Mark Feffer

Mark Feffer is the Managing Editor of Dice. He started as a videotape editor back when there was videotape to edit, then joined the news desk at Dow Jones News/Retrieval, the company's first online product. He produced The Wall Street Journal's first multimedia CD-ROMs and published his novel, "September," in 2006. He lives in Pennsylvania with his wife, their fierce terrier, and a schnauzer who wonders why she ever left California. He's a member of the Project Management Institute.

Don’t Rely on Social Networking Alone

Posted In Looking in Tech
group of business people networking thumbnail
Tip of the Day For your networking efforts to be effective, they have to take place in the real world. Put another way, you can’t build relationships by hiding in your office or relying on social media. Meaningful relationships are built face-to-face, and it’s from those meaningful relationships that your network derives its value. Although social media can help you identify contacts and share status updates, you need face time to get to know people and develop trust. Go to… continue…

Keep Your Cover Letter Focused

Posted In Looking in Tech
Tip of the Day Your cover letter provides an opportunity for you to pitch your experience and skills, but you have to get your message across quickly. If your letter’s too long, reviewers can be put off before they even start reading. So focus on its mission: to get reviewers to read your resume. Be sure to tailor your letter to the company and job you’re applying for–reviewers will easily spot something that’s generic. Provide a strong thesis statement that… continue…

CMU Sees Dramatic Rise in Women Computer Science Majors

Woman at Computer
Women comprise 40 percent of the incoming class at Carnegie Mellon University’s School of Computer Science. That marks, in the school’s words, “a new benchmark.” It’s certainly a respectable number when compared to the proportion of women who earned bachelor’s degrees in computer science during the 2012-2013 school year: 14 percent, according to the Computer Research Association. It’s also nearly double the 22 percent that entered the school during that same period. Click here to search research jobs. The last… continue…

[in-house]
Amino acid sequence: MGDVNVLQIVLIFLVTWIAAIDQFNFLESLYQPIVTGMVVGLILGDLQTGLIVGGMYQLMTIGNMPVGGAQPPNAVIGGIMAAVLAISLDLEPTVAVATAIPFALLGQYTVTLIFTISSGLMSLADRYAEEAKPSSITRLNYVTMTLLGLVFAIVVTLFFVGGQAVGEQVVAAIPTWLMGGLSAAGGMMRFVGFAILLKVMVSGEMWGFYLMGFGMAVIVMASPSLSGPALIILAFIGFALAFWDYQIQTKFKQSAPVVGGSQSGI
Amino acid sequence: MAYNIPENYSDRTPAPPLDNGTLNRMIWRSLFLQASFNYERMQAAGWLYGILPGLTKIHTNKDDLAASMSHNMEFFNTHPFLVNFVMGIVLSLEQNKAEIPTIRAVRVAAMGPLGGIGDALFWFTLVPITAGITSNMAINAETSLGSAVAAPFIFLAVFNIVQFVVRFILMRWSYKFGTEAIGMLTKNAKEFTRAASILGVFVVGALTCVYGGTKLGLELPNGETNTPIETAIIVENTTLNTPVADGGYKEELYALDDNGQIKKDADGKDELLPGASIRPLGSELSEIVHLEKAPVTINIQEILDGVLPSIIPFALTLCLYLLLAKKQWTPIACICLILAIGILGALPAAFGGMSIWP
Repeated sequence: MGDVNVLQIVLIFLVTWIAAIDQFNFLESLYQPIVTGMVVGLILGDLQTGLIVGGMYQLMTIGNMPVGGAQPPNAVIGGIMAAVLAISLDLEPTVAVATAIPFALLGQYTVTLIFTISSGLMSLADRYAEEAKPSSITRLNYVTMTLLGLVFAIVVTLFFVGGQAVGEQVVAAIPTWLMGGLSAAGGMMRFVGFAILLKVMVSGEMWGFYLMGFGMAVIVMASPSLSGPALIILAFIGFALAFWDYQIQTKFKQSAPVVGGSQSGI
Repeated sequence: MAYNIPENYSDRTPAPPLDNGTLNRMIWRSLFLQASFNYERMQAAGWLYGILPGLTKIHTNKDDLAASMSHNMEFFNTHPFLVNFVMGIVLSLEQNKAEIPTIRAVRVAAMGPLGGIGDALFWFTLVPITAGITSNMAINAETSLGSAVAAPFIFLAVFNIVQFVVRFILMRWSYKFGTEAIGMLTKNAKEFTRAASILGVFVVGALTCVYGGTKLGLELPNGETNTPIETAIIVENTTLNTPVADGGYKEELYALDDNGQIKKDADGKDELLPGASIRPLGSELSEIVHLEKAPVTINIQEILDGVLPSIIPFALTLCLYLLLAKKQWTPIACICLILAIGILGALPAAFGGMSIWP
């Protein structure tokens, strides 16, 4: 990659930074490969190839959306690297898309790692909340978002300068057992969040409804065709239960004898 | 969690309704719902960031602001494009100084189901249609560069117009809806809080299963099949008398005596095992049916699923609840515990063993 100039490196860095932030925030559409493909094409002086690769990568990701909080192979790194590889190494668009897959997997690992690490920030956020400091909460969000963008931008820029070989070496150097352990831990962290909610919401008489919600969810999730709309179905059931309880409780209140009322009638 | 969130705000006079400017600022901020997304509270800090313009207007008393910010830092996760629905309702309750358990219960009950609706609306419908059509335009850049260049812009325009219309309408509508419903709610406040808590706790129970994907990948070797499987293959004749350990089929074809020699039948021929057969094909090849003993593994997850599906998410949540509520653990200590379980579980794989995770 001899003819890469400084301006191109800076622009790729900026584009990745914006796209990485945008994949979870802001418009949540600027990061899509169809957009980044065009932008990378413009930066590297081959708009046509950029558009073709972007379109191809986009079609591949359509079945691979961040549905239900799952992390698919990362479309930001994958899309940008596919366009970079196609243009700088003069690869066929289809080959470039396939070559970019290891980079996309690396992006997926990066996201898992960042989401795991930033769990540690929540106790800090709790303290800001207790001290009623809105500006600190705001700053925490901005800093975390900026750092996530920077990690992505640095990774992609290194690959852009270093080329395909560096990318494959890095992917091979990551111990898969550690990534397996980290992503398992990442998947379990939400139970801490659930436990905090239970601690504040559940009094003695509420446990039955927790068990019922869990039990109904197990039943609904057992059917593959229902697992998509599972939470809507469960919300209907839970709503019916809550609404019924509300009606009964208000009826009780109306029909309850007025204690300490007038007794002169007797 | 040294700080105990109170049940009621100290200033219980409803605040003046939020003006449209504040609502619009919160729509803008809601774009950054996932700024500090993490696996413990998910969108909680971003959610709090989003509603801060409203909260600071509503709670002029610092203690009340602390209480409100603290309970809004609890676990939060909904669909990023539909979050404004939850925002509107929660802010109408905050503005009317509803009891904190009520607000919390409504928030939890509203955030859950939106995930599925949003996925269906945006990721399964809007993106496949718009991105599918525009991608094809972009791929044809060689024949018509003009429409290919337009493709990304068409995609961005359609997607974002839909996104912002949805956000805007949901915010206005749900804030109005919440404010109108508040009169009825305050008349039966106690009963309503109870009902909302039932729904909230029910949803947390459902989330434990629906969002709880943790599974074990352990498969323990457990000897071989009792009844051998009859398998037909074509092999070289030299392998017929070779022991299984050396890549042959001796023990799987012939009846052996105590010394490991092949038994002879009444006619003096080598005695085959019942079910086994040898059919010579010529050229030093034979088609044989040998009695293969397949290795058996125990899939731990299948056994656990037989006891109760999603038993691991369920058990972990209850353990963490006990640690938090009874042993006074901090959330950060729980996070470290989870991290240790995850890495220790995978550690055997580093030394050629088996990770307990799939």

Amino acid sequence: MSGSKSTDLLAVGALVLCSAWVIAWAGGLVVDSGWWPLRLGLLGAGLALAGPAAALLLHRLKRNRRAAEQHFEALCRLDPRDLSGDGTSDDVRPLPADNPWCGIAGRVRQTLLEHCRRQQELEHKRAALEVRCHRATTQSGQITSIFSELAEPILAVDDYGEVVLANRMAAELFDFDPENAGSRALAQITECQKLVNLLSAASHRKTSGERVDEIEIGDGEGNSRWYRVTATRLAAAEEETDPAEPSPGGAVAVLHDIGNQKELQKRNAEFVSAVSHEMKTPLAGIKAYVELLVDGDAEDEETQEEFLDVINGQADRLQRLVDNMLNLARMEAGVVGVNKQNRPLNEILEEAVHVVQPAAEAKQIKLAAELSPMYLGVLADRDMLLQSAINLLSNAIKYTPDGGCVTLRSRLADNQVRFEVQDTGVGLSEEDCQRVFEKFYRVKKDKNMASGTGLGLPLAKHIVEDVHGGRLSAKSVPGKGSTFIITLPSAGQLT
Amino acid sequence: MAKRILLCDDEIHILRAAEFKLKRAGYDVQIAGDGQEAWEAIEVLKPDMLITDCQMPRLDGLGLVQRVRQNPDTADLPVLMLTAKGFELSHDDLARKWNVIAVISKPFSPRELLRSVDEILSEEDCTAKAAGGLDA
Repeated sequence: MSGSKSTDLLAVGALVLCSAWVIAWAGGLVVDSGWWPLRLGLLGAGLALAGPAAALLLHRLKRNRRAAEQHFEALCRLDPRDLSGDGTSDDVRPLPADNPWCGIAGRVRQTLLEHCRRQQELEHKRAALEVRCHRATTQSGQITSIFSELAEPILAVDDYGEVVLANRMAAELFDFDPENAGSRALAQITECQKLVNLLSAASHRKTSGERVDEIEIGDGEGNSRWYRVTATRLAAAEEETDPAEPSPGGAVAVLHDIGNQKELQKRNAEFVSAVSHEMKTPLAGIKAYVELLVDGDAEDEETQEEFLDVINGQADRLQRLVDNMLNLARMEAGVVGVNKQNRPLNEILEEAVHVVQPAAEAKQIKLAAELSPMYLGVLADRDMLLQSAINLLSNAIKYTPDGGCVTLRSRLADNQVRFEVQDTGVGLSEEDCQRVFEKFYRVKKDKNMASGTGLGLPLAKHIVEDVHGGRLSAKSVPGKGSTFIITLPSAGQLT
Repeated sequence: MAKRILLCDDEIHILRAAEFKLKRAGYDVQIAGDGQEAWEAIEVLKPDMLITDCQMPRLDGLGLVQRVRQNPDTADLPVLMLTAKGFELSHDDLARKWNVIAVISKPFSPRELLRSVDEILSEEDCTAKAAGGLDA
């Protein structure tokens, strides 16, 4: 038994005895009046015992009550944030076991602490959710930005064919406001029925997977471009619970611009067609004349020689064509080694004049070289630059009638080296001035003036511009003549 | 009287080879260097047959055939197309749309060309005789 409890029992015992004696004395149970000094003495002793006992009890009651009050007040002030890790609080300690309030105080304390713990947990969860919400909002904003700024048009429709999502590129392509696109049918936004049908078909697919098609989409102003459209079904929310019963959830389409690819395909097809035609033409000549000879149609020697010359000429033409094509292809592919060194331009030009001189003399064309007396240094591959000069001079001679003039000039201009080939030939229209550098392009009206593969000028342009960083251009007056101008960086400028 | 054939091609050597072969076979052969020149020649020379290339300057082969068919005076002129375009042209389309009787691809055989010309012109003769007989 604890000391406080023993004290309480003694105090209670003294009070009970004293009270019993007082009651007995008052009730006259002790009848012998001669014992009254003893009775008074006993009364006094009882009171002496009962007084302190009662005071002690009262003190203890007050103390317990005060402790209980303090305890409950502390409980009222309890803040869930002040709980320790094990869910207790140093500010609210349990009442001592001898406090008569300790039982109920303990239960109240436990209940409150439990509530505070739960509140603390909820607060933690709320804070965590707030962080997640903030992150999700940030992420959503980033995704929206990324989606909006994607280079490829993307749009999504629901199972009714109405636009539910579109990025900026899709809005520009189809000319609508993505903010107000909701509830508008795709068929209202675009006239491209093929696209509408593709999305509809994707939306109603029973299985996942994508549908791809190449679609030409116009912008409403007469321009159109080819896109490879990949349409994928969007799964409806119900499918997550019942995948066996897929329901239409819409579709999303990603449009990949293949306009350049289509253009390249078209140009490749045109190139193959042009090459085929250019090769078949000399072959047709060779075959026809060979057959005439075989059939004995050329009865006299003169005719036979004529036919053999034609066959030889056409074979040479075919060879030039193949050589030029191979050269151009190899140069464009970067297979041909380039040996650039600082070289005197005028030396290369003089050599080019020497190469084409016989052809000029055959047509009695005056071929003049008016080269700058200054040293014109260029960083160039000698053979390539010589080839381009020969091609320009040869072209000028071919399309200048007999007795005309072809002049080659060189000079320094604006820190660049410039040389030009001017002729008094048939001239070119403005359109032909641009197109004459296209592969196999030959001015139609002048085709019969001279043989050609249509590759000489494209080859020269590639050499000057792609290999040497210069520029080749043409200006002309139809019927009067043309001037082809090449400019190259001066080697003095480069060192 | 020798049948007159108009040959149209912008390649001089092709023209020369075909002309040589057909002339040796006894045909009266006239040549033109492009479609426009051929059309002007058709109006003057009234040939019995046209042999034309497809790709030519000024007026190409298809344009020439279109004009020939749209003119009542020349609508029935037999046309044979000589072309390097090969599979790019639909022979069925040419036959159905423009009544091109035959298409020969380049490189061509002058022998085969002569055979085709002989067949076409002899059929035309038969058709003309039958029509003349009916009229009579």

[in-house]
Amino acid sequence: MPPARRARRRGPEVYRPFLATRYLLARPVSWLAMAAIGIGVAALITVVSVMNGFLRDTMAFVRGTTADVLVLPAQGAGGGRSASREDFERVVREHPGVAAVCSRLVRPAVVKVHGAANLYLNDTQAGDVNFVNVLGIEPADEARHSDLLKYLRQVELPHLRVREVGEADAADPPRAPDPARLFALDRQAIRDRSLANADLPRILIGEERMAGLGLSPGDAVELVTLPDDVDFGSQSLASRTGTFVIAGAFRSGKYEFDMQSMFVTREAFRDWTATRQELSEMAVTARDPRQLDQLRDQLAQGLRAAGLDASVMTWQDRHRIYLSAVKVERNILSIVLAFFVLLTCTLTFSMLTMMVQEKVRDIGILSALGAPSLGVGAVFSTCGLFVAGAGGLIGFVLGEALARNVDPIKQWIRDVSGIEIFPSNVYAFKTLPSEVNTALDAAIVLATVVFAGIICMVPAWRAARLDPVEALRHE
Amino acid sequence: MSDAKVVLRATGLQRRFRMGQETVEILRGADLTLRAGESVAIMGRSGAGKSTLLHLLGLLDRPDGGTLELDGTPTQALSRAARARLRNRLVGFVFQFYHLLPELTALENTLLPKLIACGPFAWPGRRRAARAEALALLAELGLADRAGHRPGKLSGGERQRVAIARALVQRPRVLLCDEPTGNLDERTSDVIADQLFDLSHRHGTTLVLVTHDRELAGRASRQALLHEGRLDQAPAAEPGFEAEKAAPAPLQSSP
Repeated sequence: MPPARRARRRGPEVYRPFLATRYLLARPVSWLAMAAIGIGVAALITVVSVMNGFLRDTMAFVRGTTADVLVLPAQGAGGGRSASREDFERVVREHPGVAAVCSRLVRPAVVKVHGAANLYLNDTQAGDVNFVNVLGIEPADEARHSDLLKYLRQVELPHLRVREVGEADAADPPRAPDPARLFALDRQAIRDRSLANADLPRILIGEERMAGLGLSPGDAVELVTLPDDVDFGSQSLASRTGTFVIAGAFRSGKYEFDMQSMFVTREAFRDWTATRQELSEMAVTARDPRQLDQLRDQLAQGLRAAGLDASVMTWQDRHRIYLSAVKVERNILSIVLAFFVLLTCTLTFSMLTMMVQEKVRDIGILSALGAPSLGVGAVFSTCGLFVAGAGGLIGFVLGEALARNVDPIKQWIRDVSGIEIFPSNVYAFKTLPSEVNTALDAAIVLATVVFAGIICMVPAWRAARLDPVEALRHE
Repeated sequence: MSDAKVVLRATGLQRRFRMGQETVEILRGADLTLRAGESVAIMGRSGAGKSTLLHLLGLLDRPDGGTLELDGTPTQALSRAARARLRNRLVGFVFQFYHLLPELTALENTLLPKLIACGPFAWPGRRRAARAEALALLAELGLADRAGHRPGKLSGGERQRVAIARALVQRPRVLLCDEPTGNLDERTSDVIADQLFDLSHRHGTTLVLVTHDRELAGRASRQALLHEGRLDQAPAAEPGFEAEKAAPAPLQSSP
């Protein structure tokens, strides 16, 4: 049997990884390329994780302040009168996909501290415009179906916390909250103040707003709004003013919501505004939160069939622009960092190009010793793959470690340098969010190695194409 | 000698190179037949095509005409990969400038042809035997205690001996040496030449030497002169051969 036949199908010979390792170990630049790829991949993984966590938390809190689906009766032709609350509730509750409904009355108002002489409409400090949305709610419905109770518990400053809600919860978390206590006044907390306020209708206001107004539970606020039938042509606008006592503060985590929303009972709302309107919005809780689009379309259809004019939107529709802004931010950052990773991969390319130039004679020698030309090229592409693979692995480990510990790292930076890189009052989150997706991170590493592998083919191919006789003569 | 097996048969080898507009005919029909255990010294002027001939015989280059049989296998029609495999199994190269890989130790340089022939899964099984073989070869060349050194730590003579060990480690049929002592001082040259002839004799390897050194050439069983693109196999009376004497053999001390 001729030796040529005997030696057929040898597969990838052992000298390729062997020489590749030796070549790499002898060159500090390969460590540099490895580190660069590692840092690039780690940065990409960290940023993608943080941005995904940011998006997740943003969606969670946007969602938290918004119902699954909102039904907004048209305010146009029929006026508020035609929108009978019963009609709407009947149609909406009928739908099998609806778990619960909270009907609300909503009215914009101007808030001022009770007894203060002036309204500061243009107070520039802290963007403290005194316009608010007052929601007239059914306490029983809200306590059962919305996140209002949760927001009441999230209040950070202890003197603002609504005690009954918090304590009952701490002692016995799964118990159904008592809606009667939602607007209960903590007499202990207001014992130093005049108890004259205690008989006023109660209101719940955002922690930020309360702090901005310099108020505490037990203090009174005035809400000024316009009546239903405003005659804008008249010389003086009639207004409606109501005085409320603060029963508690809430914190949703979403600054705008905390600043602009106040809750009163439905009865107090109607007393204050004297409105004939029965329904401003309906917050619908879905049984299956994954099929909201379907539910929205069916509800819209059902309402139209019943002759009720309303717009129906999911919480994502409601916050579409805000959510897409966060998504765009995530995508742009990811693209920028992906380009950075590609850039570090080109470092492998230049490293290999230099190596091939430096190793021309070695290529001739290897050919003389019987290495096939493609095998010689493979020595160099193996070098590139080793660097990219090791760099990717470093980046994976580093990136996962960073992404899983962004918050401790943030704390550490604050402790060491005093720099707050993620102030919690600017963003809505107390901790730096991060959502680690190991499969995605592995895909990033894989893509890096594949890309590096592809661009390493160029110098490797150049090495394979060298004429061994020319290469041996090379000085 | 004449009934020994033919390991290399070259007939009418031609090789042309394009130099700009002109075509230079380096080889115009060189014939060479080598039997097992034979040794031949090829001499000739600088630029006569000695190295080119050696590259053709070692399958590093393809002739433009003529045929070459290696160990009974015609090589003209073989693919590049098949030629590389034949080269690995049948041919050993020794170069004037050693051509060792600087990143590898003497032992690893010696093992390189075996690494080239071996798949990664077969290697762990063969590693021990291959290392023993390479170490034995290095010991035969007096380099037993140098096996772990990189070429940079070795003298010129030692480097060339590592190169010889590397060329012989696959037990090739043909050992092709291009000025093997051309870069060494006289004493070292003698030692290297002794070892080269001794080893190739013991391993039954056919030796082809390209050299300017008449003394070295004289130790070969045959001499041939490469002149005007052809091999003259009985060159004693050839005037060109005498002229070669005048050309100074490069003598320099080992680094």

4 Basic Steps of Resume Writing

Posted In Looking in Tech
Foundation Blocks
  Tip of the Day For new graduates: Whatever job you’re looking for, you’ll construct your resume on a few simple foundation blocks. The first: resume samples—we’ve got free ones here. Select a simple design that lists your education and coursework before your experience, and includes a section for computer languages, operating systems and other technical expertise. It’s best to create a Microsoft Word document that converts easily to plain text. When you need a printed version, always use quality… continue…

Don’t Hide Behind the Team in Interviews

Posted In Looking in Tech